I never was fond of cotton picking but I never complained. I was guilty of feeling sorry for myself at times, but I do recall some fun times in the cotton patch. The black pickers sang and told funny Cajun stories. Mostly what was important was Mom and I doing something together — the morning walk to the field. Just she and I are memories that live on. Sometimes when we helped gather the cotton at other farms three or four miles away, they would pick us up, along with a dozen or so others, in a mule-drawn flat wagon. Often we arrived back home at dark.

Cotton farms are no more in Vermillion Parish. Sugar cane fields have replaced cotton. Working the cane fields in October was my favorite farm job. Picking cotton was hard and dirty work, but I’d do it all over again just to share those times with Mom one more time. Until her death and before her Alzheimer’s sickness slipped past those memories, we would often relive those times.

A million incidents have occurred to me down life’s highway since those long-ago days. I’m not sure of the value I may have gained from living a life of poverty and hard work. I just know it was essential at the time, and you do in life what you have to do. I decided back then that I wanted to be the guy who drove the team of mules and wagon to the gin, bailed it and collected the money from the crop someone else had picked.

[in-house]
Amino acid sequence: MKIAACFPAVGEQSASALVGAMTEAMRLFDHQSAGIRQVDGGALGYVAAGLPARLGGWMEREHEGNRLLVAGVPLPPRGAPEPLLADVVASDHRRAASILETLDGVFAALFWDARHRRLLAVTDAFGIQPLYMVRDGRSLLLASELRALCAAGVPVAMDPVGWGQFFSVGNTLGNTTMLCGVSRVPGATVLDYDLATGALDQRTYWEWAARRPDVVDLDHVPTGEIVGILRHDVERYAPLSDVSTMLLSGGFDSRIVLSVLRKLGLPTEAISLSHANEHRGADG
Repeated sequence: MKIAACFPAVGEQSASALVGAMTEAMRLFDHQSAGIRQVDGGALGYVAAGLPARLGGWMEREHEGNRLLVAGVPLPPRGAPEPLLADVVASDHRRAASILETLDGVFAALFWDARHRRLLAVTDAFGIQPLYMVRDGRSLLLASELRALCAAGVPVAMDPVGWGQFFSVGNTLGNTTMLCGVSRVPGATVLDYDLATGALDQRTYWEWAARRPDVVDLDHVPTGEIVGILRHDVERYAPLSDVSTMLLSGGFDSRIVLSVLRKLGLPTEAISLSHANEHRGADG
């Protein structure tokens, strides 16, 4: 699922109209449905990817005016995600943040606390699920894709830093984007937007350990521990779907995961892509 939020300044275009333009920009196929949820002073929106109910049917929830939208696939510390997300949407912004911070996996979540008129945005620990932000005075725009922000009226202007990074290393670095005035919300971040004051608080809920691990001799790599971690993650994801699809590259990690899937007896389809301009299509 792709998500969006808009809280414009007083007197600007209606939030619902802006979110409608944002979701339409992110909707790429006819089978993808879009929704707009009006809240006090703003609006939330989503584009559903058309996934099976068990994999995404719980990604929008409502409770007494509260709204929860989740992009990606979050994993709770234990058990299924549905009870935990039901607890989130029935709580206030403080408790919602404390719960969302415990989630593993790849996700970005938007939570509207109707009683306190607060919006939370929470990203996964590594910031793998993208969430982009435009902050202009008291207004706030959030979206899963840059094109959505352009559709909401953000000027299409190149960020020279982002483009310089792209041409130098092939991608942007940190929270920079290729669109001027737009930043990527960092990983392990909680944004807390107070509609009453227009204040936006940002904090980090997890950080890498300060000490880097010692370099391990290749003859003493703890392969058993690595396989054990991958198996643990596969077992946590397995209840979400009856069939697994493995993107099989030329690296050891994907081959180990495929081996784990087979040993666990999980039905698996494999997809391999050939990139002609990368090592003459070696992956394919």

Life wasn’t easy for a lot of people during those depression years but for a single Mom, it was awfully difficult just to provide the bare necessities. Often she didn’t make it.

The flickering light from the coal oil lamp glowed brightly with love in our little one-room shotgun shack. From my pallet on the floor, I dreamed about tomorrow and a better life. I left the cotton fields as soon as I could get away, however the family values and the importance of pulling together that I learned have followed me all of my days down this trail.

Strange as it may sound, I feel blessed to have lived then. When summer comes around each year, my thoughts turn to a simpler time with no frills, when a little money that didn’t come easy meant so much. A time when crime and molestation didn’t exist and honoring one’s parents was a way of life.

Sometimes today I catch myself complaining about the heat and small difficulties of the day and repent by thanking the Lord for our many blessings that this easy life has led us to take for granted. I regret that we have become a shameless, lazy society that takes rather than gives. I marvel at how the world has changed. No one in my youth could have imagined it. I learned from those cotton days that even unpleasant things have a benefit. If the cotton crop was late, we got a lagniappe (bonus). We didn’t have to start school until all the cotton was gathered from the fields. So we should always look for something good from all the bad, as difficult as it seems.

Having traveled this long trail into the fourth quarter I’m most thankful for the many people I’ve known and for all the loyal friendships that I have been fortunate enough to have accumulated. So many have moved on to the Beyond and although I’m saddened, I recall each individual that meant so much to me Down Life’s Highway.